Data is presently sparse on the quality of virtual care. The federal Department of Health and Human Services’ Office of Health Information Technology, which is overseeing the digital transformation of healthcare, says the medical applications of telemedicine do help patients – especially those who prefer to stay in their homes as they battle chronic conditions. A study that came out in January 2013 in JAMA (Journal of the American Medical Association) supported the idea that telemedicine can help reduce health care costs but identified areas of concern. Co-author Dr. Ateev Mehrotra, an associate professor at Harvard said the study team found evidence that diagnosis and treatment were equally successful in e-visits and office visits for patients with sinus and urinary tract infections. However doctors seemed to prescribe more antibiotics in e-visits, which could represent an unfortunate trend in the light of the growing rate of resistant superbugs and the decrease in the effectiveness of our drugs. The patients in the study were also interacting with their own doctors not through public sites.
A five year study by a team from the Universidad Politecnica de Madrid in Spain, led by Professor Enrique J. Gomez and Cesar Caceres, came to the conclusion that patients can be treated through video conferencing by physicians as effectively as if the patients made physical visits to the doctor’s office. Instant messaging was also shown to be effective. The virtual hospital in Spain was not only dealing with patients who suffered from minor ailments, but was managing the cases of 200 stable HIV sufferers. Frequent visits to the hospital are a major investment of time and money for the patients. The virtual system reduced the number of physical visits to the doctor from six or eight to only three or four.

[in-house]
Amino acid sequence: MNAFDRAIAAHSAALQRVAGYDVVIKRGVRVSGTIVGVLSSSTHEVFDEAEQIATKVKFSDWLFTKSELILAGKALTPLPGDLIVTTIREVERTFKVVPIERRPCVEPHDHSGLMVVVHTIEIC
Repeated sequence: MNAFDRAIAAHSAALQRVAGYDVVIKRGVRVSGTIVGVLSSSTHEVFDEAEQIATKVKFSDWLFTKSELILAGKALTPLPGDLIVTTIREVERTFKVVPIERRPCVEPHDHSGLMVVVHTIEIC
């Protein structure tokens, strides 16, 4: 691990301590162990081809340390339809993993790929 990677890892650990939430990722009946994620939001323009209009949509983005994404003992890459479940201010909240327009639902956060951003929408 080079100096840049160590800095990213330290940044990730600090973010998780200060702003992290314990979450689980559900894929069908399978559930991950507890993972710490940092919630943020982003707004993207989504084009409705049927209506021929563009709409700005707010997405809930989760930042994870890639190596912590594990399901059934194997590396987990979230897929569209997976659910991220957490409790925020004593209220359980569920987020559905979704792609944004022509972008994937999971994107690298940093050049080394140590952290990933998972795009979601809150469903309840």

The telemedicine industry is expected to continue growing and e-visits are likely to become routine as the public grows to accept them and as further technological advancements are made. Many seniors may see technology as an intrusion in their doctor-patient relationship, but virtual visits for minor ailments may have an important role to play if they are viewed as a complement to existing care rather than a substitute for regular doctor visits. For individuals who suffer from multiple illnesses and are taking several medications, extra precautions would seem advisory. The new Baby Boomer generation of seniors is much more computer savvy and more likely to take future innovations in their stride. E-visits may help provide an answer to the worsening doctor shortage and offer a viable alternative for those who put a high value on accessibility, convenience and price. In the end it will come down to finding the right balance. The human touch cannot be underestimated and there will always be times when a little old-fashioned one-on-one will be just what the doctor ordered.
This article was written by Jane Noble.